From there we hiked along a ridge and up to Mt Sherman. There are no pictures from this portion of the hike, sadly. The ridge had one side with, at places, a sharp drop off and was covered in snow. I stopped to take a pee break and so was far behind N, trying to step in his footprints, but found that I weigh more than he does because where he floated over the snow I post holed -- i.e., sank into the snow. Crossing the ridge was tough and then I had to head up a boulder field with very little in the way of a marked trail. From there, gaining the summit of Sherman was an easy walk up some snow which I luckily did not sink into, despite following N's path again. On the summit of Sherman, I got to demonstrate how incredibly badass my new ice axe looks.

Then we headed down from Sherman to what I found to be one of the most frustrating/hardest parts of the hike. 

First, though, we got to do some glissading (sliding down the snow on our butts) and I learned to self-arrest with my ice axe. Which is super fun.

Then we had to cross several snowfields that were constant post holing minefields. By this point were nearing the end of our hike and I was hungry and also both of my gaiters had broken so there was water sloshing around in my boots. We crossed a stream and then had to go up a short but steep snow slope. Luckily after that we got onto the road and it was just a gentle downhill walk back to the car.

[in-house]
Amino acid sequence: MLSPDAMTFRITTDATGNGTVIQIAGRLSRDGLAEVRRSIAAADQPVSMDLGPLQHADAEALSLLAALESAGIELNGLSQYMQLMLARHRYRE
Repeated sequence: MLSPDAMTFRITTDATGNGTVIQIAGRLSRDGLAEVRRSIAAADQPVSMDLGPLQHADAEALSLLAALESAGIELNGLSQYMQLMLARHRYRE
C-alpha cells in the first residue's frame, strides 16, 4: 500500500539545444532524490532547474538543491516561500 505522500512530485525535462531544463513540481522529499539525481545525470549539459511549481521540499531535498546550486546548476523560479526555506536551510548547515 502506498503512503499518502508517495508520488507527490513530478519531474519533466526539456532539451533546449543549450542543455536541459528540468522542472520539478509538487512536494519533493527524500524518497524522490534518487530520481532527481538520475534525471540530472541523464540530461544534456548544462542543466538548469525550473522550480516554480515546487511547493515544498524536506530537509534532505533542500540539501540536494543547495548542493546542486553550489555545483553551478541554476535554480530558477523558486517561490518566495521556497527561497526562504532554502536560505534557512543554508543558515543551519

Monday, 6 June 2011

Now THIS is the tale of the Memorial Day Road Trip 2k11

N and I opted to head south for this one, taking in scenic Colorado and then heading down to see the archaeology at Chaco Canyon and whatever there was at Taos (some hot springs?). Then we headed back north as fast as possible so we could see the Arctic Monkeys play the Ogden on Monday night.

We left early (like, 5am) on Saturday morning and headed into the mountains. As we exited the Eisenhower Tunnel and came down towards Lake Dillon, the hillsides were covered in mist.

This one below is taken looking towards the town of Dillon.

From there we turned and drove through Leadville and then started our ascent up Independence Pass. Looming, very snow-covered mountains rose up in front of us...

Coming to the top, we had just passed between enormous walls of snow. The Colorado Department of Transportation had worked very hard to get the road open for the holiday weekend and when we got to the top it was obvious how much snow there was.